International researchers have made a breakthrough in the fascinating world of dreams, by communicating with lucid dreamers.
The team claim they were able to achieve real-time dialogues with people that were in the middle of lucid dreams and are now calling the phenomenon 'interactive dreaming'.
Before we get into the science, it's probably worth explaining what lucid dreams are. You might have experienced them before without realising.
Essentially, they're the dreams you have when you know you're dreaming... while you're asleep. They feel vivid and real and you might be able to control how things unfold. They usually happen during rapid eye movement (REM) - the stage of sleep when there is more brain activity.
Lucid dreams aren't massively common as an everyday occasion but you may experience them a handful of times each year. Some people use them to prepare for real life events - for example, if you've got a job interview coming up, you might be capable of practising.
This recent study, which was published on Thursday 18 February in Current Biology, says that dreamers answered questions in real-time with volitional eye movements or facial muscle signals.
The researchers got a number of people to participate in the study before waiting until they were in REM sleep to quiz them on things, such as simple maths problems.
After answering correctly, it was realised that there could be a 'new strategy for the empirical exploration of dreams'.
Karen Konkoly, a PhD student at Northwestern University and first author of the paper, said: "There are studies of lucid dreamers communicating out of dreams, and also remembering to do tasks. But there's a fairly limited amount of research on the stimuli going into lucid dreams.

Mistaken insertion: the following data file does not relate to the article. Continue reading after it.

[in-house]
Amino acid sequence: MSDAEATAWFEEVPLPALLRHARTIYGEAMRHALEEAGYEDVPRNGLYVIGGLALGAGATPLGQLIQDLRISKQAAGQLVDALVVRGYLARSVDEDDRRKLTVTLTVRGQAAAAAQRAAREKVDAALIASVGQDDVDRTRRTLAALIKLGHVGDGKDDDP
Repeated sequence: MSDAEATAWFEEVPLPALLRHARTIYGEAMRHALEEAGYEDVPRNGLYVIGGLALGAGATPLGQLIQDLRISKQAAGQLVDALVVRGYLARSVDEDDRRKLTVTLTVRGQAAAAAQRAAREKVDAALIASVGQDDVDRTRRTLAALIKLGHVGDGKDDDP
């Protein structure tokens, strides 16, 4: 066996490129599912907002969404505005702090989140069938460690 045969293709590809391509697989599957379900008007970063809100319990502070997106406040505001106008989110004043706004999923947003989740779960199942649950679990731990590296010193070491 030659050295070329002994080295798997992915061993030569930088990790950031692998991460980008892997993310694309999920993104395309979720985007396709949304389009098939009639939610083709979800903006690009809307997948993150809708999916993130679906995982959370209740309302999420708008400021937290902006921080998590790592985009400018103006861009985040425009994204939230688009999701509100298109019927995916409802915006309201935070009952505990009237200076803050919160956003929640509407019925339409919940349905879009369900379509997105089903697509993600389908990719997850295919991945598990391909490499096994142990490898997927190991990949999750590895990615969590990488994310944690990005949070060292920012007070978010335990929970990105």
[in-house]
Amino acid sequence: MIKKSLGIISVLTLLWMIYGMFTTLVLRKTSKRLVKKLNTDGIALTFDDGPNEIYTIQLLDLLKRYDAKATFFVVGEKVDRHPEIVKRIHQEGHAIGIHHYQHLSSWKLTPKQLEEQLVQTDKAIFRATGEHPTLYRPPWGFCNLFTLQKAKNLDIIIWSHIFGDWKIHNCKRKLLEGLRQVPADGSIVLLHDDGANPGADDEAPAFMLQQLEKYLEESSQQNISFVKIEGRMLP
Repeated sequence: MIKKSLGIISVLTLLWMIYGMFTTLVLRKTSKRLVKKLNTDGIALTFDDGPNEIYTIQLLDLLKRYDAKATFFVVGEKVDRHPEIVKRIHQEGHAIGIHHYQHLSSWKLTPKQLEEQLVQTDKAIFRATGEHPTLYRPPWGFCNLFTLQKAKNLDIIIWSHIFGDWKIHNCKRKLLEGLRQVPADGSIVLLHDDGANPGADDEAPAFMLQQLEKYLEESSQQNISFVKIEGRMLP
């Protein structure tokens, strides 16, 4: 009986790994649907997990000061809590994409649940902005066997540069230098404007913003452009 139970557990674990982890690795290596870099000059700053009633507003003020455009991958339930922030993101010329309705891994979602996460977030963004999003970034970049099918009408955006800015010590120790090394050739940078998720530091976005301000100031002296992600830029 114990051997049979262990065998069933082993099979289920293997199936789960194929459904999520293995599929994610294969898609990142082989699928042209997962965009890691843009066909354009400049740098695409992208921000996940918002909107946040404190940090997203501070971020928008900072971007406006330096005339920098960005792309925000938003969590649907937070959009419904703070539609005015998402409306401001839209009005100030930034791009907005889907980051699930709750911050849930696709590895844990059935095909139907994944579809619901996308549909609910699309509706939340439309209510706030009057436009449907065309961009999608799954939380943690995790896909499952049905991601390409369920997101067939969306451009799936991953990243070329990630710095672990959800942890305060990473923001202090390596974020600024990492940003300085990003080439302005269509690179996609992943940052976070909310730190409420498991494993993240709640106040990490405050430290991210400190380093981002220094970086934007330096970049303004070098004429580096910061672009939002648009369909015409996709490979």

"One thing that surprised us is that you could just say a sentence to somebody, and they could understand it just as it actually is."
There were 36 people in total that took part in the research. They were from the US, France, Germany and the Netherlands, according to VICE.
Placing electrodes next to their eyes enabled the team to see when they had entered REM sleep. They were then asked questions and and, in response, moved their eyes in left to right patterns.
A 19-year-old American participant was tasked with subtracting six from eight while he was in a lucid dream, and he correctly signalled the answer 'two' with two eye movements.
Konkoly added: "It's amazing to sit in the lab and ask a bunch of questions, and then somebody might actually answer one.
"It's such an immediately rewarding type of experiment to do. You don't have to wait to analyse your data or anything like that. You can see it right there while they're still sleeping."
They're not stopping here though, as Konkoly added: "We've thought of so many experiments we could do with this
"I think one predicate that we're working on now is: how can we optimise the procedure? How can we have this happen more? How can we have people have more lucid dreams? How can we communicate more reliably?"
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